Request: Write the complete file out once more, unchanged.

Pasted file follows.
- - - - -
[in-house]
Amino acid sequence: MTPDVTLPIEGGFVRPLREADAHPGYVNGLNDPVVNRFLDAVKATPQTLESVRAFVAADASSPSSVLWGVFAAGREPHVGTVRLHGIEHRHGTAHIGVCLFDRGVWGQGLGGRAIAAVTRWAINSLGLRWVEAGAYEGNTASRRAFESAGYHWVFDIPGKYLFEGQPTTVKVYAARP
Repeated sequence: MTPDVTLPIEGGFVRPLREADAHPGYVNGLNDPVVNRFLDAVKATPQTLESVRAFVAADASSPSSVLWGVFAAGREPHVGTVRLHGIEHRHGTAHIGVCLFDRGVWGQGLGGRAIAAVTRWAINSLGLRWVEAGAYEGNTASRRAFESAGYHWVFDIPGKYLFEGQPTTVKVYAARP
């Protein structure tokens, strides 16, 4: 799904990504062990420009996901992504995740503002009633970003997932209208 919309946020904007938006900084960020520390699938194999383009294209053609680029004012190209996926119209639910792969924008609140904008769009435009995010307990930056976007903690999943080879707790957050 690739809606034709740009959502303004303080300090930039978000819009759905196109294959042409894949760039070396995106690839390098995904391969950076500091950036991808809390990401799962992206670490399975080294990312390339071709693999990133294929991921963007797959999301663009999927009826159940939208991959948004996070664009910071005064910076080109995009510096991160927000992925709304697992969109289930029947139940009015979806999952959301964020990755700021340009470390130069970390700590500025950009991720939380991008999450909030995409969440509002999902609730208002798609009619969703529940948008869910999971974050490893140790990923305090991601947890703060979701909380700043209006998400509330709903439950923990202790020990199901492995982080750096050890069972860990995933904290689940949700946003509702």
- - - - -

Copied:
[in-house]
Amino acid sequence: MTPDVTLPIEGGFVRPLREADAHPGYVNGLNDPVVNRFLDAVKATPQTLESVRAFVAADASSPSSVLWGVFAAGREPHVGTVRLHGIEHRHGTAHIGVCLFDRGVWGQGLGGRAIAAVTRWAINSLGLRWVEAGAYEGNTASRRAFESAGYHWVFDIPGKYLFEGQPTTVKVYAARP
Repeated sequence: MTPDVTLPIEGGFVRPLREADAHPGYVNGLNDPVVNRFLDAVKATPQTLESVRAFVAADASSPSSVLWGVFAAGREPHVGTVRLHGIEHRHGTAHIGVCLFDRGVWGQGLGGRAIAAVTRWAINSLGLRWVEAGAYEGNTASRRAFESAGYHWVFDIPGKYLFEGQPTTVKVYAARP
């Protein structure tokens, strides 16, 4: 799904990504062990420009996901992504995740503002009633970003997932209208 919309946020904007938006900084960020520390699938194999383009294209053609680029004012190209996926119209639910792969924008609140904008769009435009995010307990930056976007903690999943080879707790957050 690739809606034709740009959502303004303080300090930039978000819009759905196109294959042409894949760039070396995106690839390098995904391969950076500091950036991808809390990401799962992206670490399975080294990312390339071709693999990133294929991921963007797959999301663009999927009826159940939208991959948004996070664009910071005064910076080109995009510096991160927000992925709304697992969109289930029947139940009015979806999952959301964020990755700021340009470390130069970390700590500025950009991720939380991008999450909030995409969440509002999902609730208002798609009619969703529940948008869910999971974050490893140790990923305090991601947890703060979701909380700043209006998400509330709903439950923990202790020990199901492995982080750096050890069972860990995933904290689940949700946003509702």